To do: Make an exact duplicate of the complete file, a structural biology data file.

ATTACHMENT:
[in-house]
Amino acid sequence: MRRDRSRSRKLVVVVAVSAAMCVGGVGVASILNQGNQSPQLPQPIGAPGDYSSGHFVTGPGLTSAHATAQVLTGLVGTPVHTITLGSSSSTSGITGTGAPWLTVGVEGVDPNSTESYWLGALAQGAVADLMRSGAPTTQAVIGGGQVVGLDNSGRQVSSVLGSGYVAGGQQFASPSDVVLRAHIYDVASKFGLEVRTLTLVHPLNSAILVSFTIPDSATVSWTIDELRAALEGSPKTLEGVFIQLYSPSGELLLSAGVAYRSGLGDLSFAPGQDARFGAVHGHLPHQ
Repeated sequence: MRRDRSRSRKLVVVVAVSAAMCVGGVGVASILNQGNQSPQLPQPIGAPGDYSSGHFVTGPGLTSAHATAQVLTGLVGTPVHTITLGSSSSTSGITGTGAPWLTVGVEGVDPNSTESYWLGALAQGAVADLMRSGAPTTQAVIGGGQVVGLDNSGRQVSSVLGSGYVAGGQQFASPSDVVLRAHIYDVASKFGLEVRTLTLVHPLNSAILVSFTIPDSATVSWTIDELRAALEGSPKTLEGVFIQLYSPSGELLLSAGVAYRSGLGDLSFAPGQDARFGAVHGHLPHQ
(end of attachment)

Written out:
[in-house]
Amino acid sequence: MRRDRSRSRKLVVVVAVSAAMCVGGVGVASILNQGNQSPQLPQPIGAPGDYSSGHFVTGPGLTSAHATAQVLTGLVGTPVHTITLGSSSSTSGITGTGAPWLTVGVEGVDPNSTESYWLGALAQGAVADLMRSGAPTTQAVIGGGQVVGLDNSGRQVSSVLGSGYVAGGQQFASPSDVVLRAHIYDVASKFGLEVRTLTLVHPLNSAILVSFTIPDSATVSWTIDELRAALEGSPKTLEGVFIQLYSPSGELLLSAGVAYRSGLGDLSFAPGQDARFGAVHGHLPHQ
Repeated sequence: MRRDRSRSRKLVVVVAVSAAMCVGGVGVASILNQGNQSPQLPQPIGAPGDYSSGHFVTGPGLTSAHATAQVLTGLVGTPVHTITLGSSSSTSGITGTGAPWLTVGVEGVDPNSTESYWLGALAQGAVADLMRSGAPTTQAVIGGGQVVGLDNSGRQVSSVLGSGYVAGGQQFASPSDVVLRAHIYDVASKFGLEVRTLTLVHPLNSAILVSFTIPDSATVSWTIDELRAALEGSPKTLEGVFIQLYSPSGELLLSAGVAYRSGLGDLSFAPGQDARFGAVHGHLPHQ